MOTORISTS across the UK are now paying more than £1 a litre for petrol.
A survey by price comparison website PetrolPrices.com showed that not a single filling station in the country is selling unleaded fuel for less than £1 a litre.
The average price for a litre of unleaded is now 107.1 – confirming fears that since the average price first hit £1 a litre on November 6 last year, prices will continue to rise.
The lowest price across the country has now risen to 102.9p per litre. In March, 2007, a litre of unleaded cost 88p – meaning a rise of almost 20p in a year.
Chris Stern, of Paddock-based petrol retailer CJ Stern (Oils) Ltd, said: “Prices are creeping up nationally all the time. It is pretty much the trend.”
A survey of 25 filling stations in and around Huddersfield by the watchdog PetrolPrices.com showed the average price of unleaded fuel is now 105.1.
The highest price was recorded at 106.9, with five stations selling at the lowest price of 103.9.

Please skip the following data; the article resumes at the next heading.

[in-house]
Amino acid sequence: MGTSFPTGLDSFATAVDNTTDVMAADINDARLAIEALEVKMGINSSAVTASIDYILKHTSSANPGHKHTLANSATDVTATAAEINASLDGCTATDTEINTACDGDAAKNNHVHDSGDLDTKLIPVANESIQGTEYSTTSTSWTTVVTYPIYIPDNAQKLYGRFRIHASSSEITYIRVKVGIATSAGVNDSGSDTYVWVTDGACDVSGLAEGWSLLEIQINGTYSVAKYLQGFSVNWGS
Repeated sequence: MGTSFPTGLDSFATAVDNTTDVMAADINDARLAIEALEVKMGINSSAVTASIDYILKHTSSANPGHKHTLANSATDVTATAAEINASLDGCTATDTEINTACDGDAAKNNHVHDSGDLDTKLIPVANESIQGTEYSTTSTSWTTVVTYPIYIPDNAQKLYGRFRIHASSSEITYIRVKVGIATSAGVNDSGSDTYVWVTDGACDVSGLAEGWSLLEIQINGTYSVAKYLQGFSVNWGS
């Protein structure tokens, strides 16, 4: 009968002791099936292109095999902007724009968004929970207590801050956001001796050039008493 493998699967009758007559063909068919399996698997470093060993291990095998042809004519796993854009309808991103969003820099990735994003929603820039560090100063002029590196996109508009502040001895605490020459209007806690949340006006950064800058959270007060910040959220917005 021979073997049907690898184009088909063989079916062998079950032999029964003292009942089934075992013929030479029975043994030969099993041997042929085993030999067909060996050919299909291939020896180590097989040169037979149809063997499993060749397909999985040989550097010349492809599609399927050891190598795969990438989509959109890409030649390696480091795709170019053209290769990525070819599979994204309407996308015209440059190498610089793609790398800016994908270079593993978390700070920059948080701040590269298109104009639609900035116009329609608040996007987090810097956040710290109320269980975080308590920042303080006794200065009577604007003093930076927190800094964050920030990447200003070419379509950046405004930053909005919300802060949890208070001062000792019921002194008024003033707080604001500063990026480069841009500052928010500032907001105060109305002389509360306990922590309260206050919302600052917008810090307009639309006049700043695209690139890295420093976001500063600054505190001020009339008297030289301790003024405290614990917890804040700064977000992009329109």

They were the Jet stations in Lockwood and Paddock, the Shell station at Marsh, the Esso station at Reinwood and the Asda filling station.
Mr Stern said: “Traditionally, as we move into spring and summer, demand for petrol increases in the USA. With their economic problems, it will be interesting to see if they buy as much as usual or tighten their belts. That is the unknown factor over the next few months.”
Speaking about the latest UK prices, Brendan McLoughlin, managing director of PetrolPrices.com, said: “This is just another landmark which highlights how much the cost of motoring has risen.
“It was only a few months ago we were up in arms about the possibility of £1 a litre, now we can’t buy petrol at that price even if we wanted to.”
Mr LcLoughlin predicted: “Prices will hit £1.50 a litre this year, which will be disastrous for inflation and the economy in general.
“When fuel prices rise, so does the cost of food and other goods, so it’s vital that the price of fuel is reduced. The Chancellor delayed the 2p fuel duty rise in the 2008 budget, but he should have scrapped it altogether for the sake of the economy.”
The survey showed that diesel has risen even more sharply than unleaded – up 23.4p to 115.2p a litre against 91.8p a year ago.